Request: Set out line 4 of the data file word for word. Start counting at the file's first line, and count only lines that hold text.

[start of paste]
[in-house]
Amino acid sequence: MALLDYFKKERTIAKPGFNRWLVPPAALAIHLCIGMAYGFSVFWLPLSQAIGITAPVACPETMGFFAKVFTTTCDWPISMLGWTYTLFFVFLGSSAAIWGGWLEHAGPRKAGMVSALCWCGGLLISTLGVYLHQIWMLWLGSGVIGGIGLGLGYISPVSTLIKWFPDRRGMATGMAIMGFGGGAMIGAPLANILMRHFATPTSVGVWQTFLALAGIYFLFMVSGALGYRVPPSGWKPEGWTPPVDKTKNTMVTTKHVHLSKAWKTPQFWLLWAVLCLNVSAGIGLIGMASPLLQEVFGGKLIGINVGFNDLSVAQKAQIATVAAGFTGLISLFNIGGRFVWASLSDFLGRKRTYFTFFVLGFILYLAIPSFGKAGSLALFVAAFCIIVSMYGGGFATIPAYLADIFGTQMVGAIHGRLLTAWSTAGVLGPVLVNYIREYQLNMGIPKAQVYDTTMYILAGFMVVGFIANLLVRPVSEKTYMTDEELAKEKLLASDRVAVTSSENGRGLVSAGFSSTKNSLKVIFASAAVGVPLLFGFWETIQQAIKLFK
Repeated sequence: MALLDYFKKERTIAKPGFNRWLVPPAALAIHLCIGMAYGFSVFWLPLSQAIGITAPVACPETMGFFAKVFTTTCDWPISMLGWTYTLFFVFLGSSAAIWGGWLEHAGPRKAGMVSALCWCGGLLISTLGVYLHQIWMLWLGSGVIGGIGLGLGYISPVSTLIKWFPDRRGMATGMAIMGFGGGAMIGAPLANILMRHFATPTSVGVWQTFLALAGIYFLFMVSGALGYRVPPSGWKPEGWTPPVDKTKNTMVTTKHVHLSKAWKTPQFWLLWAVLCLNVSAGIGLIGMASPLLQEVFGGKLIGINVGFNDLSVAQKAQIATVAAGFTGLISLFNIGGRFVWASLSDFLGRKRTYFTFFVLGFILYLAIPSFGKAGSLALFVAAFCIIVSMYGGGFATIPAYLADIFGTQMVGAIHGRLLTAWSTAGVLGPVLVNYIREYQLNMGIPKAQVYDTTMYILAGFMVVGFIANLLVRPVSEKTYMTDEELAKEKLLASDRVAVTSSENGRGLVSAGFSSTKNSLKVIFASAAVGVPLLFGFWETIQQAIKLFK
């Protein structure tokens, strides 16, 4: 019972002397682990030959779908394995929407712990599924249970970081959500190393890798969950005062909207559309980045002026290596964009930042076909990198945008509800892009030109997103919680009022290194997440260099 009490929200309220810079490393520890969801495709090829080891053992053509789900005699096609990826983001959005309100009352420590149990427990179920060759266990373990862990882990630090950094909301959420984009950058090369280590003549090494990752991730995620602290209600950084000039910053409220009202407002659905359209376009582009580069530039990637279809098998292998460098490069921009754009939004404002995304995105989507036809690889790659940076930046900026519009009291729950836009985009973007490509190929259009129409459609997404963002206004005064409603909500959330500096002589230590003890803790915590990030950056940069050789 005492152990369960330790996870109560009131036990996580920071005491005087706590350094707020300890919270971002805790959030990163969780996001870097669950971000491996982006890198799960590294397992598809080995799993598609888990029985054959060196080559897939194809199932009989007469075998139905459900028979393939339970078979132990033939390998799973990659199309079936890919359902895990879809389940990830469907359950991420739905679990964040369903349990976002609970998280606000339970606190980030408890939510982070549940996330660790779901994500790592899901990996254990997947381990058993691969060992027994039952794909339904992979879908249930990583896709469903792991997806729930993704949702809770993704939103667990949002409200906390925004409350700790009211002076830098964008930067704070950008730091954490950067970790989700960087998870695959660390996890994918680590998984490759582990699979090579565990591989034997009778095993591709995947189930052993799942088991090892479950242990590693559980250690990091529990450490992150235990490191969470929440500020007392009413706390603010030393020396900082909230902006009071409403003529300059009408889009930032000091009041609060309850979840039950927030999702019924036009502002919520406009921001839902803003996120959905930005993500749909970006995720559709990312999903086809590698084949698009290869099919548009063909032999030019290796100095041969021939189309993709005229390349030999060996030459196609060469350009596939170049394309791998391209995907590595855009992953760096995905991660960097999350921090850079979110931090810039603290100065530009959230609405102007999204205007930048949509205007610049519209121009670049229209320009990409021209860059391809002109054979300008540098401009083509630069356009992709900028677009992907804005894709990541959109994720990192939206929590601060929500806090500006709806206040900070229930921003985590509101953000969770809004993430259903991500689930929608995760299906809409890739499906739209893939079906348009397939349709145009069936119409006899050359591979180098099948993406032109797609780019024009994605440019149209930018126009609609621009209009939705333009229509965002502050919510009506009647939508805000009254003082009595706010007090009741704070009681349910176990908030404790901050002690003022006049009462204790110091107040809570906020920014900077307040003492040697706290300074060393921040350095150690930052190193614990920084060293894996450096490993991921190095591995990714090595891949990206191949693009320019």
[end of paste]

């Protein structure tokens, strides 16, 4: 019972002397682990030959779908394995929407712990599924249970970081959500190393890798969950005062909207559309980045002026290596964009930042076909990198945008509800892009030109997103919680009022290194997440260099 009490929200309220810079490393520890969801495709090829080891053992053509789900005699096609990826983001959005309100009352420590149990427990179920060759266990373990862990882990630090950094909301959420984009950058090369280590003549090494990752991730995620602290209600950084000039910053409220009202407002659905359209376009582009580069530039990637279809098998292998460098490069921009754009939004404002995304995105989507036809690889790659940076930046900026519009009291729950836009985009973007490509190929259009129409459609997404963002206004005064409603909500959330500096002589230590003890803790915590990030950056940069050789 005492152990369960330790996870109560009131036990996580920071005491005087706590350094707020300890919270971002805790959030990163969780996001870097669950971000491996982006890198799960590294397992598809080995799993598609888990029985054959060196080559897939194809199932009989007469075998139905459900028979393939339970078979132990033939390998799973990659199309079936890919359902895990879809389940990830469907359950991420739905679990964040369903349990976002609970998280606000339970606190980030408890939510982070549940996330660790779901994500790592899901990996254990997947381990058993691969060992027994039952794909339904992979879908249930990583896709469903792991997806729930993704949702809770993704939103667990949002409200906390925004409350700790009211002076830098964008930067704070950008730091954490950067970790989700960087998870695959660390996890994918680590998984490759582990699979090579565990591989034997009778095993591709995947189930052993799942088991090892479950242990590693559980250690990091529990450490992150235990490191969470929440500020007392009413706390603010030393020396900082909230902006009071409403003529300059009408889009930032000091009041609060309850979840039950927030999702019924036009502002919520406009921001839902803003996120959905930005993500749909970006995720559709990312999903086809590698084949698009290869099919548009063909032999030019290796100095041969021939189309993709005229390349030999060996030459196609060469350009596939170049394309791998391209995907590595855009992953760096995905991660960097999350921090850079979110931090810039603290100065530009959230609405102007999204205007930048949509205007610049519209121009670049229209320009990409021209860059391809002109054979300008540098401009083509630069356009992709900028677009992907804005894709990541959109994720990192939206929590601060929500806090500006709806206040900070229930921003985590509101953000969770809004993430259903991500689930929608995760299906809409890739499906739209893939079906348009397939349709145009069936119409006899050359591979180098099948993406032109797609780019024009994605440019149209930018126009609609621009209009939705333009229509965002502050919510009506009647939508805000009254003082009595706010007090009741704070009681349910176990908030404790901050002690003022006049009462204790110091107040809570906020920014900077307040003492040697706290300074060393921040350095150690930052190193614990920084060293894996450096490993991921190095591995990714090595891949990206191949693009320019």